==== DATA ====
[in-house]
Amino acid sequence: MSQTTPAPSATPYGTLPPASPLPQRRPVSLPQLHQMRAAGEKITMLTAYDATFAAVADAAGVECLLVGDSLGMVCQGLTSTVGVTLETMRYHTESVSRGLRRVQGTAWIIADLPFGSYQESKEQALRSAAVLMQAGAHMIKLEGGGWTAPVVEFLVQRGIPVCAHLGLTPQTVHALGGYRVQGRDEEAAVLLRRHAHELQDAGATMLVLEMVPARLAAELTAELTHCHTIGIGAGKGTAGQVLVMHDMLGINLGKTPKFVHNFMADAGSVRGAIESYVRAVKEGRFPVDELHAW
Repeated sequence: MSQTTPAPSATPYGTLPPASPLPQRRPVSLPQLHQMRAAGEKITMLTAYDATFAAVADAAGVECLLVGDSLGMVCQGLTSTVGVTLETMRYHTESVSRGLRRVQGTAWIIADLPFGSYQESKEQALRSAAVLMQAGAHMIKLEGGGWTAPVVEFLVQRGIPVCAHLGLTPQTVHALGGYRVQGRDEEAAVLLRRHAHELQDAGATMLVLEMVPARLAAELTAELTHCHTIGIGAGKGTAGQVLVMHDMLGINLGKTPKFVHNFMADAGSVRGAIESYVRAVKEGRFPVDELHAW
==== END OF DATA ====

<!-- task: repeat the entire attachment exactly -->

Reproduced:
[in-house]
Amino acid sequence: MSQTTPAPSATPYGTLPPASPLPQRRPVSLPQLHQMRAAGEKITMLTAYDATFAAVADAAGVECLLVGDSLGMVCQGLTSTVGVTLETMRYHTESVSRGLRRVQGTAWIIADLPFGSYQESKEQALRSAAVLMQAGAHMIKLEGGGWTAPVVEFLVQRGIPVCAHLGLTPQTVHALGGYRVQGRDEEAAVLLRRHAHELQDAGATMLVLEMVPARLAAELTAELTHCHTIGIGAGKGTAGQVLVMHDMLGINLGKTPKFVHNFMADAGSVRGAIESYVRAVKEGRFPVDELHAW
Repeated sequence: MSQTTPAPSATPYGTLPPASPLPQRRPVSLPQLHQMRAAGEKITMLTAYDATFAAVADAAGVECLLVGDSLGMVCQGLTSTVGVTLETMRYHTESVSRGLRRVQGTAWIIADLPFGSYQESKEQALRSAAVLMQAGAHMIKLEGGGWTAPVVEFLVQRGIPVCAHLGLTPQTVHALGGYRVQGRDEEAAVLLRRHAHELQDAGATMLVLEMVPARLAAELTAELTHCHTIGIGAGKGTAGQVLVMHDMLGINLGKTPKFVHNFMADAGSVRGAIESYVRAVKEGRFPVDELHAW